I cast sideways to avoid trees and I can put the fly almost anywhere I want it now.
My technique would probably horrify a purist but the fish don’t seem to mind.
Technical knowledge I have none
I choose whatever fly looks the part on the day - I don’t know their names.
A wee white one often works when sent downstream LOL
Most days I don’t catch a fish, and I fish most days when I am staying on the river bank in my caravan which grants me fishing rights - there are 50 caravans and only 3 or 4 of us fish .

Being the only person on the river , the birds and the wildlife seem to either ignore or accept me and I see kingfishers, dippers and all manner of wildlife even the odd deer early on or in the evening in their natural habitat.

With more technical knowledge I might catch a few more fish - small wild brownies and the occasional run of sea trout.

But I think I would find that would introduce some stress and confusion.

So I put on a fly , cast and put the fly where I choose , I can cast without concentrating or worrying if my action is good bad or ugly ( probably all 3)

I am probably the worst fly fisherman ever to attach a fly
I fish several times a week on a shoestring

But devoid of any technical knowledge I couldn’t say what’s the most difficult thing to do.

I just fish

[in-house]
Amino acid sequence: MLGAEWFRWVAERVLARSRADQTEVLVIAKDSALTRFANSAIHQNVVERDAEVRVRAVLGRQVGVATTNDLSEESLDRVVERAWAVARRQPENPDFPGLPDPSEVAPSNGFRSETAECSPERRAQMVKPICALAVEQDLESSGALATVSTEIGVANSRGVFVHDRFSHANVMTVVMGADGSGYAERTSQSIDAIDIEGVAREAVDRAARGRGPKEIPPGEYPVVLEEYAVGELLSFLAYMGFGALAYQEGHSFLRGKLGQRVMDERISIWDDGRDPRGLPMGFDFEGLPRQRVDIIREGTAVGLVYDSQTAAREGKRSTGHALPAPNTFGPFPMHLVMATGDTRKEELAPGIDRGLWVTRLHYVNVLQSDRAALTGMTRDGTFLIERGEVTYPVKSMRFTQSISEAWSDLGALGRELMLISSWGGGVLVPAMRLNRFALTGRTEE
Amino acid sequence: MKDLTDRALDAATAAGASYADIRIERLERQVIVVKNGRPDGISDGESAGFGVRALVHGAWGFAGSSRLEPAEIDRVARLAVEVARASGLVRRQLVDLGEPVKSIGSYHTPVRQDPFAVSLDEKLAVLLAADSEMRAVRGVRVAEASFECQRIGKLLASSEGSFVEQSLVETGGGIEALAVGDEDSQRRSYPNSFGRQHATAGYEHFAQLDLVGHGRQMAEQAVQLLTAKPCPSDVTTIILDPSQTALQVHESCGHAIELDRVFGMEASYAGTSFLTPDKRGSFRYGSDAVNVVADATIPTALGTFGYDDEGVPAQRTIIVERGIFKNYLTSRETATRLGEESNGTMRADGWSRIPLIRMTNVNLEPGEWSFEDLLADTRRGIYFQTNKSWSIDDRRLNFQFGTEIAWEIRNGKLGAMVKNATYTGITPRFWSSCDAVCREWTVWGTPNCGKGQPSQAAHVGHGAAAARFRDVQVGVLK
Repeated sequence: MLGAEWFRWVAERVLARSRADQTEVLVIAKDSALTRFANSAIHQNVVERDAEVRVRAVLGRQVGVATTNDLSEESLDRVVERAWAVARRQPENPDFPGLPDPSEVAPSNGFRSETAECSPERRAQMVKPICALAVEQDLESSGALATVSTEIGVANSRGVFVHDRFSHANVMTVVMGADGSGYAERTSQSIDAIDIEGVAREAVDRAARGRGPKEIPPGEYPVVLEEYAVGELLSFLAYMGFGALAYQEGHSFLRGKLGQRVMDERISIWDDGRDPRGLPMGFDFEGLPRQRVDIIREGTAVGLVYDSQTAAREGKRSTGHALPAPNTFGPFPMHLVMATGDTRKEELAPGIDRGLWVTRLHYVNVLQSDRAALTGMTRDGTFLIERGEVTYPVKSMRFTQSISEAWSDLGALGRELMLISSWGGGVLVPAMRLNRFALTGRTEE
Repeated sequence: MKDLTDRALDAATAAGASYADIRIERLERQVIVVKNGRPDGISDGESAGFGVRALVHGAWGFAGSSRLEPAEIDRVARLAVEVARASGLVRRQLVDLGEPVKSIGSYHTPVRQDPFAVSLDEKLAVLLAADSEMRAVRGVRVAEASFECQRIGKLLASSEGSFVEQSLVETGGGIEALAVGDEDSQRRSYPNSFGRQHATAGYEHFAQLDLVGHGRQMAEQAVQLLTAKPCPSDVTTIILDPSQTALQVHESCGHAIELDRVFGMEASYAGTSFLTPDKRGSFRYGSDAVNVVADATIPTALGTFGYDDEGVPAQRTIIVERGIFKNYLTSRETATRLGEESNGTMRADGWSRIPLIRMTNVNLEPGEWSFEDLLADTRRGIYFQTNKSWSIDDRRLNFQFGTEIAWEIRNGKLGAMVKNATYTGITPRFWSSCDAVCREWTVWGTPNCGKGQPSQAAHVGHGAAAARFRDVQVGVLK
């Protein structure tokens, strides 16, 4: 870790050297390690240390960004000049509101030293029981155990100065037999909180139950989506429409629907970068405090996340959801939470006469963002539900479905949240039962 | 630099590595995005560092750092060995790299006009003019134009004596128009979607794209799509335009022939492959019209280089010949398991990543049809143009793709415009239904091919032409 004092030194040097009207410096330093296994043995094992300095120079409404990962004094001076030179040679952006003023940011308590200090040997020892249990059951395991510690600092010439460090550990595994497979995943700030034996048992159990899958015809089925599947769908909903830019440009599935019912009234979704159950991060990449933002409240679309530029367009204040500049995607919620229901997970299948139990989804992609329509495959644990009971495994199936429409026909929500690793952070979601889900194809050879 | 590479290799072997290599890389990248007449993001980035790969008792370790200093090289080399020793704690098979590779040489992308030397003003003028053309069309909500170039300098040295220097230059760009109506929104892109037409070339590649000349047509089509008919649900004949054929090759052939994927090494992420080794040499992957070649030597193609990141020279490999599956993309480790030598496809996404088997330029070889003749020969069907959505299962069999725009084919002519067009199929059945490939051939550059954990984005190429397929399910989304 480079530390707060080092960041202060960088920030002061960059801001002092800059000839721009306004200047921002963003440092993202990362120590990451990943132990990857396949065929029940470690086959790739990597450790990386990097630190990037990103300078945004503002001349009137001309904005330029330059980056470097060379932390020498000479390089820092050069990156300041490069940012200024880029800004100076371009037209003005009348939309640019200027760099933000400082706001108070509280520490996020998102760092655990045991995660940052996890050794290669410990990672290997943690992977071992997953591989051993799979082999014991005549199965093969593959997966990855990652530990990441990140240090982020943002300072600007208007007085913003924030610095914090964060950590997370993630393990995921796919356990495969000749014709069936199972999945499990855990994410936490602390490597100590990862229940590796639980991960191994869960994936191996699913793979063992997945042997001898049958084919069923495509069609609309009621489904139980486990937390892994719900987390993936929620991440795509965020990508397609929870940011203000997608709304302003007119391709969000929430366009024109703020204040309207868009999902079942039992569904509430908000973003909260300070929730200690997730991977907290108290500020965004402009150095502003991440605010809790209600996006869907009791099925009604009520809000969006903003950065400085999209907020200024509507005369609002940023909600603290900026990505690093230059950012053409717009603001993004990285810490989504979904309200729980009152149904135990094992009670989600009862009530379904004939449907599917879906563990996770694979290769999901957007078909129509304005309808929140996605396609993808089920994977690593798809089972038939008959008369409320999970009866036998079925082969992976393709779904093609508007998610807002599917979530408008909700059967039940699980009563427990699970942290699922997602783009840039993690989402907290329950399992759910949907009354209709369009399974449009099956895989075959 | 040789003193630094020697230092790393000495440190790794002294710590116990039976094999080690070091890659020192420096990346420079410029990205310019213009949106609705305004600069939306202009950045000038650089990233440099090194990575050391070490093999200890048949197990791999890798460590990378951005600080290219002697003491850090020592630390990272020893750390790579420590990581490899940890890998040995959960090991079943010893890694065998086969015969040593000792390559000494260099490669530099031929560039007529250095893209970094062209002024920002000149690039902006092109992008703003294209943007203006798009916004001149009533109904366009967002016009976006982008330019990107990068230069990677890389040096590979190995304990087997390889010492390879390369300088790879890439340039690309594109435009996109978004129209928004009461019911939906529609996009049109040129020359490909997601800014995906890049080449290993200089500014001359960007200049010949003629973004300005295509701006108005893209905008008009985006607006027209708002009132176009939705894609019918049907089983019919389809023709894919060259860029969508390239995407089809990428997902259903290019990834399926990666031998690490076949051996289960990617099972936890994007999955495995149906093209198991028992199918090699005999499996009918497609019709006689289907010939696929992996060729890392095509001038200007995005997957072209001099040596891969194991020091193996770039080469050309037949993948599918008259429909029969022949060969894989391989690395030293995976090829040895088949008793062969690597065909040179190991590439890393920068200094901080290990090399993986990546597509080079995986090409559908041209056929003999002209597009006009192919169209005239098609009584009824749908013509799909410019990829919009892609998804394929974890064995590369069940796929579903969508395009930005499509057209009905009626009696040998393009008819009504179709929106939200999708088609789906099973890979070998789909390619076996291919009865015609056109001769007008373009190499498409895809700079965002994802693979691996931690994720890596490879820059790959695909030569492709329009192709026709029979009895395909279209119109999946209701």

And I am very contented standing on the river bank and hardly worrying whether I am doing it right or whether I will catch a fish
Who cares about catching fish anyway ?
Fly fishing is much much more than that.


Sent from my iPhone using Tapatalk
 

BobP

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The whole object of going fishing, whether it be coarse, game or sea, is to catch fish or, at least, to make every attempt at doing so. There is no point to it otherwise.

caeran would save himself a few quid on his monthly order of flies if he just dispensed with the flies about which he, by his own admission, knows absolutely nothing, and just ties a tuft of wool to the end of his leader and goes and casts in a field. He can be just as happy doing that.
 

PaulD

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The whole object of going fishing, whether it be coarse, game or sea, is to catch fish or, at least, to make every attempt at doing so. There is no point to it otherwise.

caeran would save himself a few quid on his monthly order of flies if he just dispensed with the flies about which he, by his own admission, knows absolutely nothing, and just ties a tuft of wool to the end of his leader and goes and casts in a field. He can be just as happy doing that.
You've missed the point that Caeran enjoys what he's doing.